Recurrent disease relapse and remission is a hallmark of indolent non-Hodgkin lymphoma (NHL). Remissions are often characterised by long periods of clinical inactivity without detectable disease. Furthermore, it is now standard practice to clinically monitor carefully selected asymptomatic patients with indolent lymphoma, often for years, reserving therapy for symptomatic disease progression, without adversely affecting the patient's prognosis. Identification and targeting of the putative cellular reservoir recurrently seeding disease relapse and progression in NHL has long tantalised researchers and would represent a significant advance in the field given the hypothetical prospect of deferring or preventing impending relapse.

The oncogene EZH2 is upregulated in the lymphoid germinal center and forms the enzymatic core of Polycomb Repressive Complex 2 (PRC2) alongside essential core components EED and SUZ12, writing all methylation of H3K27, with H3K27me3-mediated silencing of the B-cell terminal differentiation programme. The EZH2 small molecule enzymatic inhibitor Tazemetostat has been approved as monotherapy beyond second line for relapsed/refractory EZH2-mutant and wild-type follicular lymphoma, with responders benefiting for a modest median duration of 10.9 months (Morschauser et al., Lancet Oncology, 2020). The mechanism(s) for disease progression in patients have not yet been published.

Using TIG3-T human diploid fibroblasts as a model of cellular quiescence, we discover that a novel form of PRC2 predominates in non-dividing cells, which contains EZH1, EED, SUZ12 and the polycomb-like protein, PHF1, but crucially lacks EZH2. RNA-Seq and Western blot analysis revealed reciprocal expression patterns of EZH1 and EZH2 in serum-starved, quiescent (non-dividing) cells compared to asynchronous cycling cells.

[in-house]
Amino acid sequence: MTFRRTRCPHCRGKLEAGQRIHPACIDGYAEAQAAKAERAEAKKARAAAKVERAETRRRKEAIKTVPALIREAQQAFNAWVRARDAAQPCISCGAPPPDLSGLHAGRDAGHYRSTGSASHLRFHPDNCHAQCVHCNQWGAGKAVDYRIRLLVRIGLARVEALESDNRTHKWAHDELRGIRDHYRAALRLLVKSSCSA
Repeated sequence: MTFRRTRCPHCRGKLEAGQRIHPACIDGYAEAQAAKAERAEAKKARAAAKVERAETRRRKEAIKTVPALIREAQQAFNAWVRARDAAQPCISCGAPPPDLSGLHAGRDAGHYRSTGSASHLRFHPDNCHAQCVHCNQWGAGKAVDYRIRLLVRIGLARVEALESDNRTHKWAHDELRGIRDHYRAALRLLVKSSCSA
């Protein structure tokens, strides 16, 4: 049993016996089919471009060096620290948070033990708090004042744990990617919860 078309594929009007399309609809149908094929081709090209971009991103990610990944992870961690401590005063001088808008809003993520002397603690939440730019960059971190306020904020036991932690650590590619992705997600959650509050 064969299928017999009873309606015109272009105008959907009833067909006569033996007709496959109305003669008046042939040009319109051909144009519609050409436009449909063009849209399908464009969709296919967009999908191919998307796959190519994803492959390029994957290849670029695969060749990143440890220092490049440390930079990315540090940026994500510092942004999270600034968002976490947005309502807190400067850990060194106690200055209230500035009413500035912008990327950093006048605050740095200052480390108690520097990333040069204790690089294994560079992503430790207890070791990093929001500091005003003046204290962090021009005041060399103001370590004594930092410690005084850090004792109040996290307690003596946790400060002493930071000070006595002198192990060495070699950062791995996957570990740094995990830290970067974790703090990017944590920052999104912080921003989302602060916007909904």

Using EED immunoprecipitation with subsequent mass spectrometry, we demonstrated that EZH1 replaces EZH2 as the predominant H3K27 methyltransferase in quiescent cells. Quantitative ChIP-sequencing with exogenous reference genome spike-in (ChIP-Rx) confirms that EHZ1-PRC2 largely replaces EZH2-PRC2 at polycomb target genes. While the EZH2 enzymatic inhibitor GSK343 and the EED allosteric inhibitor A395 significantly reduced H3K27me2 and H3K27me3 in cycling cells, those markes are unchanged in quiescent cells. This alludes to a function of EZH1-PRC2 in quiescent cells that is independent of its function as a H3K27 methyltransferase, and therefore not targetable by PRC2 enzymatic inhibitors.

The EED PROTAC UNC6852 degrades EED (Figure 1), thereby destabilising both EZH1-PRC2 and EZH2-PRC2, as confirmed by Western blot and ChIP-Rx. Strikingly, this molecule resulted in a marked reduction of H3K27me2 and H3K27me3 in proliferating cells, but had no such effect in treated quiescent cells. Degradation of PRC2, however, did result in a modest reduction in protein levels and chromatin occupancy of the canonical PRC1 component CBX7, suggesting an interplay between EZH1-PRC2 occupancy and local cPRC1-mediated chromatin of compaction of Polycomb target genes.

EZH2 and Ki-67 immunohistochemistry and EZH1 RNA in situ hybridization (RNA-ISH) were performed on lymph node biopsy specimens from two well-matched patients with histological grade 2 follicular lymphoma (Figure 2). Patient 1 has multiply relapsed follicular lymphoma, rapidly requiring therapy following this biopsy. Patient 2 presented with a right inguinal mass and stage 3A disease, though did not require therapy for 14 years from the time of this biopsy. Interestingly, while both patients harbour abundant EZH1-positive cells (approximately 60% of cells within neoplastic follicle), only patient 1 whose tumour expressed abundant EZH2 and Ki-67 had clinically active disease requiring therapy. Although this requires validation in a larger series, these cases illustrate the presence of lymphoma cells in both patients likely to be refractory to PRC2 enzymatic inhibitors in vivo.

In summary, we propose that EZH1-PRC2 delineates a non-proliferating, PRC2 enzymatic inhibitor-resistant population of cells that could serve as a disease reservoir in indolent NHL. These cells are targetable by PROTAC-mediated EZH1-PRC2 degradation, with the resultant disruption reflecting the non-enzymatic roles of EZH1-PRC2. EZH1-PRC2 should be addressed as a therapeutic target to treat NHL in the future.

No relevant conflicts of interest to declare.

Author notes


Asterisk with author names denotes non-ASH members.

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